One of the most often overlooked crew members is the location scout and the team who spends hours upon hours of searching for the “perfect” place to shoot scenes in a film. From the high school library used in the Breakfast Club, to the diner in Baby Driver, to Clark Kent’s farmhouse in Justice League, these non-CGI settings set the stage for audiences.
Let’s take a closer look at the art of the “Location Scout.”
Ever wondered what a TV/film location manager *does* exactly? And more importantly, why you need one? In this edition of Know Your Crew, we get to know what this position entails and why it’s so important to keep your production running smoothly.
Anthony Mason, from CBS, looks at the fascinating, yet often invisible world of movie location scouting.
Sometimes a location scout will find a place that was never designed for the director’s vision, yet with time, perseverance, blood, sweat, tears … and plenty of $$$$ a location can become exactly what you want it to be.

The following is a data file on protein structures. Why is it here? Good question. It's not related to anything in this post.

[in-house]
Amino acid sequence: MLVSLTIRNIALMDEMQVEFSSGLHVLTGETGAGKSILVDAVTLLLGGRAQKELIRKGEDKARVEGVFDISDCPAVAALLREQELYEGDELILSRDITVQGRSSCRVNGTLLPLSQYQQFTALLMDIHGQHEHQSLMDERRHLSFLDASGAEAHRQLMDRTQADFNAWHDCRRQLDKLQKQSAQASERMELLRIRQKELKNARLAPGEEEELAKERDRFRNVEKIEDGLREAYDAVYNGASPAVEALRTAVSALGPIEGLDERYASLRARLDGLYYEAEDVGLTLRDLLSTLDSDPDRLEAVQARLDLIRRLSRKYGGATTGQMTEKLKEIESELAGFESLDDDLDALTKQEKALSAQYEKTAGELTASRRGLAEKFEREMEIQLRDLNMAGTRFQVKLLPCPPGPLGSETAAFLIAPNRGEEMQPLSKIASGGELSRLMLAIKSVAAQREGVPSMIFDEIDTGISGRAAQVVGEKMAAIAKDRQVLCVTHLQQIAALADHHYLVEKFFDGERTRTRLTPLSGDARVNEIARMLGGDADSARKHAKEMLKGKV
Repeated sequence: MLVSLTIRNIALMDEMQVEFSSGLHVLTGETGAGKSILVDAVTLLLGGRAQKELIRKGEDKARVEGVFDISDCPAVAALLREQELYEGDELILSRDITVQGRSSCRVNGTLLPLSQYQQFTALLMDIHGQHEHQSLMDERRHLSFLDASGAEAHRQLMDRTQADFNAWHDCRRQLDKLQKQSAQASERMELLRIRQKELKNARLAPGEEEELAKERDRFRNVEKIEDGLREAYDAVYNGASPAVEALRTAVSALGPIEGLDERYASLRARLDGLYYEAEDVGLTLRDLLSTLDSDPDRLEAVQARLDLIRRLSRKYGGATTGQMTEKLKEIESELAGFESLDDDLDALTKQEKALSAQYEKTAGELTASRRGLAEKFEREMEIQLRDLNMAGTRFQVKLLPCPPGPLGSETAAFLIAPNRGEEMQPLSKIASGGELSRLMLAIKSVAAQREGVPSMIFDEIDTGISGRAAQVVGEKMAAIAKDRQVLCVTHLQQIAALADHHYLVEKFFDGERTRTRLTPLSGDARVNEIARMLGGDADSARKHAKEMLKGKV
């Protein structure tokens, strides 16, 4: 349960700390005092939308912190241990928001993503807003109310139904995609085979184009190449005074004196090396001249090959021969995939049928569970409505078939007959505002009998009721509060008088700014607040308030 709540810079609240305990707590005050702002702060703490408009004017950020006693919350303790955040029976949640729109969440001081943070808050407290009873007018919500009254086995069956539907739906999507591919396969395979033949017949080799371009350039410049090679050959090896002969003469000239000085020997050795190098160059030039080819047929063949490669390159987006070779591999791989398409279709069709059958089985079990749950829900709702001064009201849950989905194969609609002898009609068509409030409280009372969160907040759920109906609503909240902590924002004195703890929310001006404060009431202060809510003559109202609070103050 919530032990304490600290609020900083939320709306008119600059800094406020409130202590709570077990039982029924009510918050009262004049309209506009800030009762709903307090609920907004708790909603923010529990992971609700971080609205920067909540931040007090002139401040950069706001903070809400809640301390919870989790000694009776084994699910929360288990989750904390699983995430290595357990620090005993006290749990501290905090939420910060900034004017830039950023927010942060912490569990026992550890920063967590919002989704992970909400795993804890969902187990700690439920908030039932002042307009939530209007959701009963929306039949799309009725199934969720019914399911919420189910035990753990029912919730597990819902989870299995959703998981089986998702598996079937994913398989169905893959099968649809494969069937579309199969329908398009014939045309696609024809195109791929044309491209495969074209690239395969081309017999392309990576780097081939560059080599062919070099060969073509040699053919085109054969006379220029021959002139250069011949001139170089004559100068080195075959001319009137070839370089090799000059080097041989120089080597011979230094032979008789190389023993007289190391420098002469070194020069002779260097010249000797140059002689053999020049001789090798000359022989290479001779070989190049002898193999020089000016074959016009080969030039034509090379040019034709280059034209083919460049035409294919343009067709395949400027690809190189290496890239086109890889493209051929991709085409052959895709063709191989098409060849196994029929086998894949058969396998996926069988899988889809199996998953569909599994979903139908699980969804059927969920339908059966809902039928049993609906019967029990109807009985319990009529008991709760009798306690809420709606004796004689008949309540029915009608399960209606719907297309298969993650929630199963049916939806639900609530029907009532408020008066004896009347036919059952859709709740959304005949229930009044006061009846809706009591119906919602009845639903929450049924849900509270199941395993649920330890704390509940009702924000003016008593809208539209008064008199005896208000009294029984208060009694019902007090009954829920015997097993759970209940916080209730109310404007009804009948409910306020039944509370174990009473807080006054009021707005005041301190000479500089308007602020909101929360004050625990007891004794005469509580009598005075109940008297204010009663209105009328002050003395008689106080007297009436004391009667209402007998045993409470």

In the late 1980s, Oscar-winner James Cameron wanted to create an underwater sci-fi epic. This was the beginning of the CGI universe, so to create an underwater world, Cameron’s team had to find a site to build the largest ever underwater film set ever created … so they came to Gaffney, SC to a facility owned by filmmaker Earl Owenby. This is the story of the making of the Abyss … and a set that was created out of an abandoned nuclear facility.
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